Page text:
SEC-Big Ten coalition lays plain who’s in charge of college sports moving forward

If there had been any doubt — and there shouldn’t have been — that a massive restructuring was coming for college athletics, June 21, 2021, should have ended such illusions.

That’s when U.S. Supreme Court Justice Brett Kavanaugh issued a blistering concurring opinion to a case that the NCAA had just lost 9-0. That one — NCAA v. Alston — allowed student-athletes to receive any academic award money they might earn.

It was a simple case, but Kavanaugh used it to warn College Sports Inc. that it should fix its issues internally because if it came back to the Supreme Court arguing for the preservation of, well, pretty much anything, it was unlikely to find much sympathy.

“I add this concurring opinion to underscore that the NCAA’s remaining compensation rules also raise serious questions under the antitrust laws,” Kavanaugh wrote.

He said the NCAA’s argument about “amateurism” was “circular and unpersuasive” and merely a clever label to fix costs and control labor, both of which he signaled would be deemed illegal.

“Price-fixing labor is price-fixing labor,” Kavanaugh continued later. “And price-fixing labor is ordinarily a textbook antitrust problem.”

In other words, college athletics has been a lot of fun through the years, but its old model stood no chance with this new court. Whether administrators, coaches or fans wanted it, liked it or approved of it, the status quo was doomed.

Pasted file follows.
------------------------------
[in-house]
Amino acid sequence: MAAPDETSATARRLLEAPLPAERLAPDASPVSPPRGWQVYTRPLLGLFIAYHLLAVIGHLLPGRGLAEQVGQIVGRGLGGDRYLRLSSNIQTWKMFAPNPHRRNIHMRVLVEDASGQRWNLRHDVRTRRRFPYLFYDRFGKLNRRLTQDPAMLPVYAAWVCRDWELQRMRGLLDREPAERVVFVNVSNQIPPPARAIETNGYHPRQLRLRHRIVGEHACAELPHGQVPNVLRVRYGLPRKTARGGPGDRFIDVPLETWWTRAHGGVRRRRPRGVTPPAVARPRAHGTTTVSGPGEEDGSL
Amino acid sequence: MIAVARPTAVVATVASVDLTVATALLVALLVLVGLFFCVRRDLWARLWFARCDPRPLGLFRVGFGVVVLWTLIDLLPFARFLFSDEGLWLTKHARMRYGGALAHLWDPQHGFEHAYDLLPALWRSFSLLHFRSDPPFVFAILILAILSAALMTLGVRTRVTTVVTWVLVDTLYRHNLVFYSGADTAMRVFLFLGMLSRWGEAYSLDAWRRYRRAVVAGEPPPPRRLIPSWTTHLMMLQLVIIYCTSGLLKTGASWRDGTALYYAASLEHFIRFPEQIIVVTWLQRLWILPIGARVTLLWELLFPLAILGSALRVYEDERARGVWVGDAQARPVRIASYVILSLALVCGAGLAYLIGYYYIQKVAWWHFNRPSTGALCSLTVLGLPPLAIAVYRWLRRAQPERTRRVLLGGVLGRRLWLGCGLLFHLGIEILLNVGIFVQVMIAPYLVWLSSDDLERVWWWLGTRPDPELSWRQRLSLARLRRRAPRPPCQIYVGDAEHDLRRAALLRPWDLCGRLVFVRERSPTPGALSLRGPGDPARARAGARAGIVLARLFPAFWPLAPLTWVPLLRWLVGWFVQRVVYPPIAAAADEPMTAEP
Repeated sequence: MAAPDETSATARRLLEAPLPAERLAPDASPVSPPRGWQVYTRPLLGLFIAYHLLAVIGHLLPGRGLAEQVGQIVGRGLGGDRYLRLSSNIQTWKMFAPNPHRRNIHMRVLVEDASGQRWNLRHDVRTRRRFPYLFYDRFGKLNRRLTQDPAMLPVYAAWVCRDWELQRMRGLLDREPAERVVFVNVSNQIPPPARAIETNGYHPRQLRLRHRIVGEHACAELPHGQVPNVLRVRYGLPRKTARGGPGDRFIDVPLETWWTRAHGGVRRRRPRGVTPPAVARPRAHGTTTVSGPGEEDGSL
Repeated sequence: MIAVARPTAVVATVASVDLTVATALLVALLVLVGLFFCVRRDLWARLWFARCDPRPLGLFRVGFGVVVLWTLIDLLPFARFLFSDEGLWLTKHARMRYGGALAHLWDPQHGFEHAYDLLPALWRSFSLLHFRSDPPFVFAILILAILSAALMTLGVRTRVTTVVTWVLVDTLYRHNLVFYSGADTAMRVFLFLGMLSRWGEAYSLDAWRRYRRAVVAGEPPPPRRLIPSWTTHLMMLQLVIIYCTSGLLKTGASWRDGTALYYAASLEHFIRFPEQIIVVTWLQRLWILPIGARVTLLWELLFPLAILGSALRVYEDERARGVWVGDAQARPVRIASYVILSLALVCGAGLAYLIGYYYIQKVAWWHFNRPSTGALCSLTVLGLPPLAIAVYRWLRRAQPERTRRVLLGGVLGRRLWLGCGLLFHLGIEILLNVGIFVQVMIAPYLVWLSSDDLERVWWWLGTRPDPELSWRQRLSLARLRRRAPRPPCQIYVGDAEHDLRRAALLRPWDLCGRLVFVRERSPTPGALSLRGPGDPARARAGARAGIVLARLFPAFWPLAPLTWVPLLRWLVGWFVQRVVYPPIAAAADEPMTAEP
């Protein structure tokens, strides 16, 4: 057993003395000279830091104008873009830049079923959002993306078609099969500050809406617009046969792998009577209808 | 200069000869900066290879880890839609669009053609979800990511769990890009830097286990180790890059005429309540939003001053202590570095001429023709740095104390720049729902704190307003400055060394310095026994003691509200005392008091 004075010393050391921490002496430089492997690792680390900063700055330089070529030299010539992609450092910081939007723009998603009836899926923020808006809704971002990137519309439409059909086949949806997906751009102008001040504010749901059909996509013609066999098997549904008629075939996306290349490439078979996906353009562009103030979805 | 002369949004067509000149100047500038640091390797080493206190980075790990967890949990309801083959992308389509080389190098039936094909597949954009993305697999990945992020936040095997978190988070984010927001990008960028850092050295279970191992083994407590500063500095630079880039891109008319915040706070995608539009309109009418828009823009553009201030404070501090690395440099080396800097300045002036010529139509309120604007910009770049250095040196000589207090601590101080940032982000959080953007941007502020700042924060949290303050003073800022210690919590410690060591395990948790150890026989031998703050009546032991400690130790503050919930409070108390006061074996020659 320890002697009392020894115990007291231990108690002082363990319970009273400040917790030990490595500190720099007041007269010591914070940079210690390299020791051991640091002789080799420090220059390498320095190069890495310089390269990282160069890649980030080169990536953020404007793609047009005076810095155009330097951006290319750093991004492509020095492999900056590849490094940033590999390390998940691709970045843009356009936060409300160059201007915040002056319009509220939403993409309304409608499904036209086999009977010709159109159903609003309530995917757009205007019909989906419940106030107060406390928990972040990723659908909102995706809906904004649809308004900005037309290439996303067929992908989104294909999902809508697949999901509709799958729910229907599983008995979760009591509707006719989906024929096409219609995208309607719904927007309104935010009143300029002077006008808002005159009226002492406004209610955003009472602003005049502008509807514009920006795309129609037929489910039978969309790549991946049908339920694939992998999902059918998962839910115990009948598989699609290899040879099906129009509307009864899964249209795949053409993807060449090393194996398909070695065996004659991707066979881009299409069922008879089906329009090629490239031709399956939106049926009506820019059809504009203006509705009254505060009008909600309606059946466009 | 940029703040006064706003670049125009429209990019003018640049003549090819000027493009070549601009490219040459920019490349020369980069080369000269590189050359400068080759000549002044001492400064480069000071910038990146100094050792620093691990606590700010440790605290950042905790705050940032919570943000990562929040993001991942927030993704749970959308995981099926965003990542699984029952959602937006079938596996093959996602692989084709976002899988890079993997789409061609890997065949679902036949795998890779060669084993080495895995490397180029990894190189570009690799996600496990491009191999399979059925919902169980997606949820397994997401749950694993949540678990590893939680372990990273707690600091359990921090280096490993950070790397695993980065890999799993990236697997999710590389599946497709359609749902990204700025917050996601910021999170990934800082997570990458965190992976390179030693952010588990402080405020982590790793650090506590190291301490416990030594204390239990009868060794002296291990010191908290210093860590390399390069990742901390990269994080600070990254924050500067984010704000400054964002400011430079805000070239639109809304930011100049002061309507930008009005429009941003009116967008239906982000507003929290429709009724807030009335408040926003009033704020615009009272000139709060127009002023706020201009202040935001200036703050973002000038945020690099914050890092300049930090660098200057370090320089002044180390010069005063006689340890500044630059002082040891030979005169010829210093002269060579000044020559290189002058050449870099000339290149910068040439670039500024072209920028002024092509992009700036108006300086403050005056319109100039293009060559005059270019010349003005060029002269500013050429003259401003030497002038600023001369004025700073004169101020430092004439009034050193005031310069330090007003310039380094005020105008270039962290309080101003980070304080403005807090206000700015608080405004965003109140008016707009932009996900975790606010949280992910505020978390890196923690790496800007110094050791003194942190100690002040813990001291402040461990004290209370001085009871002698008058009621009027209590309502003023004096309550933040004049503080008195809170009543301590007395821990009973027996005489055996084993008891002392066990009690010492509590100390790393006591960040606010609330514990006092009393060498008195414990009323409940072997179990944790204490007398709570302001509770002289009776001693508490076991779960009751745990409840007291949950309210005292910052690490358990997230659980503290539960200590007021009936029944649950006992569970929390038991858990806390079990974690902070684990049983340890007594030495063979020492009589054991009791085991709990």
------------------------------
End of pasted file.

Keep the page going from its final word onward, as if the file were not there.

Athletes as employees, revenue sharing, schools issuing contracts and, perhaps, a winnowing of the number of teams capable of competing, at least in football, was coming.

“The NCAA is not above the law,” Kavanaugh wrote.

However, rather than getting serious about serious questions, college sports leaders kept trying through the NCAA to fight a fight they were doomed to lose — focusing on establishing outdated “guardrails” and minor tweaks, fruitlessly lobbying Congress to save them and decrying the transition as the “Wild, Wild West,” like their feelings mattered.

Then, finally, came Friday — more than 2 1/2 years after Kavanaugh essentially warned that the NCAA needed to solve “some difficult policy and practical questions” or else the Supreme Court would.

NCAA president Charlie Baker (left) had his own proposal to solve college sports' issues with
NCAA president Charlie Baker (left) had his own proposal to solve college sports' issues with "Project DI." Big Ten commissioner Tony Petitt (right) and SEC commissioner Greg Sankey may have other opinions. (Tom Williams/Getty Images)

The Big Ten and the SEC — the two behemoth conferences of college sports – formed “a joint advisory group … to address the significant challenges facing college athletics and the opportunities for betterment of the student-athlete experience.”

The group has no authority to enact change and is only “a consulting body,” but make no mistake, it can quickly morph into a new NCAA. After too much stalling and too many opinions, a smaller group of the biggest stakeholders are going to make some decisions because someone must and time is ticking.